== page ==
RESULTS OF LIMIT EQUILIBRIUM ANALYSES OF SLOPE STABILITYInfluence of Soil Suction


Conclusion

  • Soil suction can have a significant increase in the stability of the slope


Summary of Stability Analysis

  • Modest perch fill height are not a significant factor

  • Perch location on slope not an issue unless the perch height is high

  • Pore water pressures are a significant factor in stability

  • Density of fill material has little influence on stability

  • Soil suction is a significant factor in the stability of unsaturated slopes


Reinforced Soil Structures

The past use of wood in forest road can be considered as a reinforced soil structure as woody material was often included in the road fills

In some cases, the woody material was included as layers known as puncheon


Our study looked back several decades

Take a brief look back a millennium or more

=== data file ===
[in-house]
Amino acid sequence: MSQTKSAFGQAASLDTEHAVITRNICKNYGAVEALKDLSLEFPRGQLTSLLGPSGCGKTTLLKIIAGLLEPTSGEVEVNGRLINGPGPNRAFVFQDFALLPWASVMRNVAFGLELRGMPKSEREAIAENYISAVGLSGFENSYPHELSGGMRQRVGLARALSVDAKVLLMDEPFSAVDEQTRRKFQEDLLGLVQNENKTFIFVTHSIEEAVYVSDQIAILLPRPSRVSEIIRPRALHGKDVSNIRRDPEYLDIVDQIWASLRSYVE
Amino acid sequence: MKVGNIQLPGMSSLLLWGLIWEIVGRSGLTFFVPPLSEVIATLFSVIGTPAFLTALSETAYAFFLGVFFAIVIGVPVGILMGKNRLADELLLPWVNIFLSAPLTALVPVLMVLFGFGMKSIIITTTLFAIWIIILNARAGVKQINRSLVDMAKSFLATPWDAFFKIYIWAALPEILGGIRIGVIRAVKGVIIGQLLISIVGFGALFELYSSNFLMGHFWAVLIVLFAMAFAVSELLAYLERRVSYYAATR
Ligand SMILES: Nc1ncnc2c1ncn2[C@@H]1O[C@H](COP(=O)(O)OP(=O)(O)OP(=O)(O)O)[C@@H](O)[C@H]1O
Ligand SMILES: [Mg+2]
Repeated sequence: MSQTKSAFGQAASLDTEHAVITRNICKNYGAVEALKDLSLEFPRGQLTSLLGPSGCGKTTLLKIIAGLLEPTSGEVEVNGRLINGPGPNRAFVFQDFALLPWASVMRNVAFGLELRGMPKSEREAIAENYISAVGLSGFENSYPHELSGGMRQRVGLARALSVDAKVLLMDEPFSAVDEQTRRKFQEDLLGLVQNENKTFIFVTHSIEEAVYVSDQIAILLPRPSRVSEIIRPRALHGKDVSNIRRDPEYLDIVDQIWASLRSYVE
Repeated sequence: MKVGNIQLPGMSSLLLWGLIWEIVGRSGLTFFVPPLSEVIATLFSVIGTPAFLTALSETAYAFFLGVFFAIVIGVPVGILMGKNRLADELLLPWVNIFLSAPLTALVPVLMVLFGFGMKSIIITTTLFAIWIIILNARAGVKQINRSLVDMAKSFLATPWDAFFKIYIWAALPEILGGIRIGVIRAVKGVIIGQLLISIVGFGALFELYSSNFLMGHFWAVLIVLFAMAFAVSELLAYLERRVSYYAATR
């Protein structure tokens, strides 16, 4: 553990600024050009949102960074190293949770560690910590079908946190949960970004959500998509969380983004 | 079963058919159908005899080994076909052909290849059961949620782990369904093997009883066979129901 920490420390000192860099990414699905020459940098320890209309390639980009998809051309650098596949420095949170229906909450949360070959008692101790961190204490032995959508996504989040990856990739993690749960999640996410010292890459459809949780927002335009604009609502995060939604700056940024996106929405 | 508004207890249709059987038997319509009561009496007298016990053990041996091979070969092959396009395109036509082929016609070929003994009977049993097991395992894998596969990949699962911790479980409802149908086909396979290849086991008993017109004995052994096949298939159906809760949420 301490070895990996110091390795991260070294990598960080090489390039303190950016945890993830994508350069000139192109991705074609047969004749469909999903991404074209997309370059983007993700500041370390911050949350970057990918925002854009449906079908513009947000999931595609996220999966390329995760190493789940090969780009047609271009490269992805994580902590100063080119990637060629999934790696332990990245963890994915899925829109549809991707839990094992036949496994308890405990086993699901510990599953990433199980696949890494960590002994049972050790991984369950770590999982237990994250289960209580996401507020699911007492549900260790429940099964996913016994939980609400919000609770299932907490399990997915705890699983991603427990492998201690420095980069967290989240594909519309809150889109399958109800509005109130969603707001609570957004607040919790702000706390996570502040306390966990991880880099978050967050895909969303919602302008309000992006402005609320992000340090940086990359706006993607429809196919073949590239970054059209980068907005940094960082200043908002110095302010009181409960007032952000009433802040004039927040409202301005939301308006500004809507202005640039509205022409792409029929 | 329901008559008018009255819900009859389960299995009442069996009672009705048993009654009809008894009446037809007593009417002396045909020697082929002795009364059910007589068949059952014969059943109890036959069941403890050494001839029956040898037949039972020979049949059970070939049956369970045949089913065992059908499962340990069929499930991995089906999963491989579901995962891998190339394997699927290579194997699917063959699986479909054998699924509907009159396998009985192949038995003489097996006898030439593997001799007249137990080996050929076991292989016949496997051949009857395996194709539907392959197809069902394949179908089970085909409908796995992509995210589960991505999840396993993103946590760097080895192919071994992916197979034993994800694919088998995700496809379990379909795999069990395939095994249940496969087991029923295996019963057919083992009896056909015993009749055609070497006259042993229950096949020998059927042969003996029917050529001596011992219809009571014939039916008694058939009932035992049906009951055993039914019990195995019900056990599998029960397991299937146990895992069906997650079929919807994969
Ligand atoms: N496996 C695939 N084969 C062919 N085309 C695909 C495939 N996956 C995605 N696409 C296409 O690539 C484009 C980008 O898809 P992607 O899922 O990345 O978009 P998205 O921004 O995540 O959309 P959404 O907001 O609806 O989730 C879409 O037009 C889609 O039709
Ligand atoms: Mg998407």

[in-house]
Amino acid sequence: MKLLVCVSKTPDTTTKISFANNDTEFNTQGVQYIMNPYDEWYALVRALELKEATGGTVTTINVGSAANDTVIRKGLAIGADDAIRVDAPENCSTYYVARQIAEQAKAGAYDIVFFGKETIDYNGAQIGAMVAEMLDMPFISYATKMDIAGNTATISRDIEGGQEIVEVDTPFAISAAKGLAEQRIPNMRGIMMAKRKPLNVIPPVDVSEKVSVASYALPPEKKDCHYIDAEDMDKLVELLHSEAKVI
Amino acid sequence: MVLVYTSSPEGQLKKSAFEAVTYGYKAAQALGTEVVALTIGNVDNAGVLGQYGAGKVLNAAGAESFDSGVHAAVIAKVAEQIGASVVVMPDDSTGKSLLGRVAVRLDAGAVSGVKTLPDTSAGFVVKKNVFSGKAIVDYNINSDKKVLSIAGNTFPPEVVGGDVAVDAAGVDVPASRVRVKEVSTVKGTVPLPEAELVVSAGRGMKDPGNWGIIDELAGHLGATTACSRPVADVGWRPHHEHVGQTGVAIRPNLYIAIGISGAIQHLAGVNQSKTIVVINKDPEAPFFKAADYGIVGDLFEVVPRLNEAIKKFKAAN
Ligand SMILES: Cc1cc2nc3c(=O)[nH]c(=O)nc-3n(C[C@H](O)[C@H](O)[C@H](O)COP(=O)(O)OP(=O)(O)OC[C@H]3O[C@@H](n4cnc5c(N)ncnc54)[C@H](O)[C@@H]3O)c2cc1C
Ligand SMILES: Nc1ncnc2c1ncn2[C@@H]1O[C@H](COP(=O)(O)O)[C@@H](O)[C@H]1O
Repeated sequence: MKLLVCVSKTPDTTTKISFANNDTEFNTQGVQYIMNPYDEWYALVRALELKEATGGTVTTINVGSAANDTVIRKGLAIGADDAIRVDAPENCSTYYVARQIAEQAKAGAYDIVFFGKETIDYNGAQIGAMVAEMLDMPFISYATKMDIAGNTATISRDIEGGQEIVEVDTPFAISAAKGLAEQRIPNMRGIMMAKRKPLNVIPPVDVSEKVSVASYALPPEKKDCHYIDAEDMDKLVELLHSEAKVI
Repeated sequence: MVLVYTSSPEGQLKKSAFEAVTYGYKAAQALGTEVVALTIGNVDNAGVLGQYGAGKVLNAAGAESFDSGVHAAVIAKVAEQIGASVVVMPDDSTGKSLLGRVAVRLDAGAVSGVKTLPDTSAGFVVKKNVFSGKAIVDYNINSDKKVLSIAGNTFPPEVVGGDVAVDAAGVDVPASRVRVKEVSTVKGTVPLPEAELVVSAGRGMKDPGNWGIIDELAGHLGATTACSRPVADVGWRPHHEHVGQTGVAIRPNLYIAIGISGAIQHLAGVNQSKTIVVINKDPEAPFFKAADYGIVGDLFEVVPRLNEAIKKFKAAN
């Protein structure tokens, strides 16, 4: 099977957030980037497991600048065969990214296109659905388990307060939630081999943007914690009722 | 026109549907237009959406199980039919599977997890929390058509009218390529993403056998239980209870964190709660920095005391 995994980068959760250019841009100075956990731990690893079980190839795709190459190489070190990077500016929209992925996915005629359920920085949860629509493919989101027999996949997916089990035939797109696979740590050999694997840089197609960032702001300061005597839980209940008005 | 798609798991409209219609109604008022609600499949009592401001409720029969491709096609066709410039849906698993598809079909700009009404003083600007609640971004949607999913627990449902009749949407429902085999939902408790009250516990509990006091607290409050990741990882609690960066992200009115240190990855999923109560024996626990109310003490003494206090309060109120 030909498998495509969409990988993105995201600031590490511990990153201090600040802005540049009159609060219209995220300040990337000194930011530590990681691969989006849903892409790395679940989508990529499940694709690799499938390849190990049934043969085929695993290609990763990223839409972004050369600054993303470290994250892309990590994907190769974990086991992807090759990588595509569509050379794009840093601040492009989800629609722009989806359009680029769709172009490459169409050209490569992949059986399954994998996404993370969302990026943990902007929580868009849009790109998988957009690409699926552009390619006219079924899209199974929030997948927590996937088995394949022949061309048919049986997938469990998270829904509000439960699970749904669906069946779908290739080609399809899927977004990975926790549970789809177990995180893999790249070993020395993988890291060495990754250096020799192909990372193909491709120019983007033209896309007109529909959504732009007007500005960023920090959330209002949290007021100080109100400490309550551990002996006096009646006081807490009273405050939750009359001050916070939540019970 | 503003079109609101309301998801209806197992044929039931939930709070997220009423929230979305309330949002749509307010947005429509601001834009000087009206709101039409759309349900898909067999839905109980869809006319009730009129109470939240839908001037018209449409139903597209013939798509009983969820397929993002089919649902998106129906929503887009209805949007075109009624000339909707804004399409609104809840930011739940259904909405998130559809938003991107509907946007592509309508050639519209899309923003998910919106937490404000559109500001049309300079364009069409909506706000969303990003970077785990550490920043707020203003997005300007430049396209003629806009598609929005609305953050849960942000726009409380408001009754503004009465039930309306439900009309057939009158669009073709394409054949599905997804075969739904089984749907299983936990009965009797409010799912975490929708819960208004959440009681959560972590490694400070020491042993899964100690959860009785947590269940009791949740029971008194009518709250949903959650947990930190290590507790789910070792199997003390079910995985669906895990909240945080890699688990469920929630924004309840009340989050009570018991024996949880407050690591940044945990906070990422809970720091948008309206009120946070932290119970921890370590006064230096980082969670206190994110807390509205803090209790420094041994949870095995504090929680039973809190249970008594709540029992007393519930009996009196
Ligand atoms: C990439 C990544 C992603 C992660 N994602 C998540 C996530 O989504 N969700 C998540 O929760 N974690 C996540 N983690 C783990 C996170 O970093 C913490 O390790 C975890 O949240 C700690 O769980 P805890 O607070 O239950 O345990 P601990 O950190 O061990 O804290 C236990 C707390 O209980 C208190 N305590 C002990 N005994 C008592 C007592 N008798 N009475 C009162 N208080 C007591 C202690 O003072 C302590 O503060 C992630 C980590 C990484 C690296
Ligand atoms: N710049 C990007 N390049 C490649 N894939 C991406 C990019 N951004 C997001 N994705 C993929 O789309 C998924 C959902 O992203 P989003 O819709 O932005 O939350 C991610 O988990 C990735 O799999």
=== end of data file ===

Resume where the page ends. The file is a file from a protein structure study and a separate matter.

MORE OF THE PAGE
HISTORICALLY

  • Dykes throughout the Netherlands and England were built using reeds to reinforce the soil

  • Portions of the Great Wall of China were built using fine woody debris (twigs) to reinforce sand and gravel fill (200 B.C.)

  • The ancient Mesopotamians (modern day Iraq) built ziggurats (towers up to 100m high, over 3000 years ago), using mats constructed of woven layers of palm fronds to reinforce granular soils


Great Wall

Section of Great Wall of China built 200 B.C.


CURRENT REINFORCED SOIL STRUCTURES

Currently, steel and plastics (geotextiles and geogrids) are most commonly used to constructed reinforced soil structures


5 m High GRS-WW Retaining Wall Constructed Across Large Soil Slump


4.7 m High GRS-WW Retaining Wall Constructed Across Very Steep Bedrock Slope


2.8 m High Wall Constructed Across Steeply sloping Glaciofluvial Escarpment


4 m High Retaining Wall Constructed Across Steeply Sloping Bedrock and Talus


HOW CAN WE BUILD UPON IT?

  • Use state of the art knowledge of the behaviour of Reinforced Soil;